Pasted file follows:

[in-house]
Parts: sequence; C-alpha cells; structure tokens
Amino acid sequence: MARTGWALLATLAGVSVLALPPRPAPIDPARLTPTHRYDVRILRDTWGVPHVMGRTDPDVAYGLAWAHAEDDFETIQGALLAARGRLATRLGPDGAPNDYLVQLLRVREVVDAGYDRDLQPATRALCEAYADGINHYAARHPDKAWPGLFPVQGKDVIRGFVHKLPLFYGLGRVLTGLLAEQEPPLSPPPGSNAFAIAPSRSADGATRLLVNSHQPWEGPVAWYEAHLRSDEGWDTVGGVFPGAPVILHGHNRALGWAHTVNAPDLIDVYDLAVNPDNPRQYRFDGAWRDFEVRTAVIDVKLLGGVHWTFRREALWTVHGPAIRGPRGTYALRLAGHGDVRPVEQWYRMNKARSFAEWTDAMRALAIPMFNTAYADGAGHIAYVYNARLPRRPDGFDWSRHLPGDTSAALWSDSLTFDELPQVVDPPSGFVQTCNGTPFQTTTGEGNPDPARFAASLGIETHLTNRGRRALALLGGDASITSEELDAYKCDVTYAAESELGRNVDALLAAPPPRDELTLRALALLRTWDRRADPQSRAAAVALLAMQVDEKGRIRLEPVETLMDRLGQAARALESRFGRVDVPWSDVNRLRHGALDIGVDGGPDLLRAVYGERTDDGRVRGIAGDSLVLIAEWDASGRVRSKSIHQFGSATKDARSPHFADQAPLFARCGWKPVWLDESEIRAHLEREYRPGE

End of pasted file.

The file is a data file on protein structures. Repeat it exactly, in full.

[in-house]
Parts: sequence; C-alpha cells; structure tokens
Amino acid sequence: MARTGWALLATLAGVSVLALPPRPAPIDPARLTPTHRYDVRILRDTWGVPHVMGRTDPDVAYGLAWAHAEDDFETIQGALLAARGRLATRLGPDGAPNDYLVQLLRVREVVDAGYDRDLQPATRALCEAYADGINHYAARHPDKAWPGLFPVQGKDVIRGFVHKLPLFYGLGRVLTGLLAEQEPPLSPPPGSNAFAIAPSRSADGATRLLVNSHQPWEGPVAWYEAHLRSDEGWDTVGGVFPGAPVILHGHNRALGWAHTVNAPDLIDVYDLAVNPDNPRQYRFDGAWRDFEVRTAVIDVKLLGGVHWTFRREALWTVHGPAIRGPRGTYALRLAGHGDVRPVEQWYRMNKARSFAEWTDAMRALAIPMFNTAYADGAGHIAYVYNARLPRRPDGFDWSRHLPGDTSAALWSDSLTFDELPQVVDPPSGFVQTCNGTPFQTTTGEGNPDPARFAASLGIETHLTNRGRRALALLGGDASITSEELDAYKCDVTYAAESELGRNVDALLAAPPPRDELTLRALALLRTWDRRADPQSRAAAVALLAMQVDEKGRIRLEPVETLMDRLGQAARALESRFGRVDVPWSDVNRLRHGALDIGVDGGPDLLRAVYGERTDDGRVRGIAGDSLVLIAEWDASGRVRSKSIHQFGSATKDARSPHFADQAPLFARCGWKPVWLDESEIRAHLEREYRPGE